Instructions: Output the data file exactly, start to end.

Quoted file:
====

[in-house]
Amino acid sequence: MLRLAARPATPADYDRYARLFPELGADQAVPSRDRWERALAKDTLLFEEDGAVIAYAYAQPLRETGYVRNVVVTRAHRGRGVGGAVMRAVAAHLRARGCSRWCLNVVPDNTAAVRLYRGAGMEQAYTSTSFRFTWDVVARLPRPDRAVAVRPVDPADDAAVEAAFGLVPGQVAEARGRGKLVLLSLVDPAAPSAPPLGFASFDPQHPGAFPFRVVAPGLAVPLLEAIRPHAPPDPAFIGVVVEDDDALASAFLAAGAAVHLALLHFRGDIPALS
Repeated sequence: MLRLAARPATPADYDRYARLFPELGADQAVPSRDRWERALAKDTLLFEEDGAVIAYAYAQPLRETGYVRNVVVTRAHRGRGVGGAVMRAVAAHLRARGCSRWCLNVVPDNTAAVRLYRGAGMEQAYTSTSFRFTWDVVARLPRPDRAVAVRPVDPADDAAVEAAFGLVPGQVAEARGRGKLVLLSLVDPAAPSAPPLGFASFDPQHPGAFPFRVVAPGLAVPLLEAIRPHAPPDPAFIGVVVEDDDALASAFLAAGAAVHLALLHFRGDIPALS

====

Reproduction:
[in-house]
Amino acid sequence: MLRLAARPATPADYDRYARLFPELGADQAVPSRDRWERALAKDTLLFEEDGAVIAYAYAQPLRETGYVRNVVVTRAHRGRGVGGAVMRAVAAHLRARGCSRWCLNVVPDNTAAVRLYRGAGMEQAYTSTSFRFTWDVVARLPRPDRAVAVRPVDPADDAAVEAAFGLVPGQVAEARGRGKLVLLSLVDPAAPSAPPLGFASFDPQHPGAFPFRVVAPGLAVPLLEAIRPHAPPDPAFIGVVVEDDDALASAFLAAGAAVHLALLHFRGDIPALS
Repeated sequence: MLRLAARPATPADYDRYARLFPELGADQAVPSRDRWERALAKDTLLFEEDGAVIAYAYAQPLRETGYVRNVVVTRAHRGRGVGGAVMRAVAAHLRARGCSRWCLNVVPDNTAAVRLYRGAGMEQAYTSTSFRFTWDVVARLPRPDRAVAVRPVDPADDAAVEAAFGLVPGQVAEARGRGKLVLLSLVDPAAPSAPPLGFASFDPQHPGAFPFRVVAPGLAVPLLEAIRPHAPPDPAFIGVVVEDDDALASAFLAAGAAVHLALLHFRGDIPALS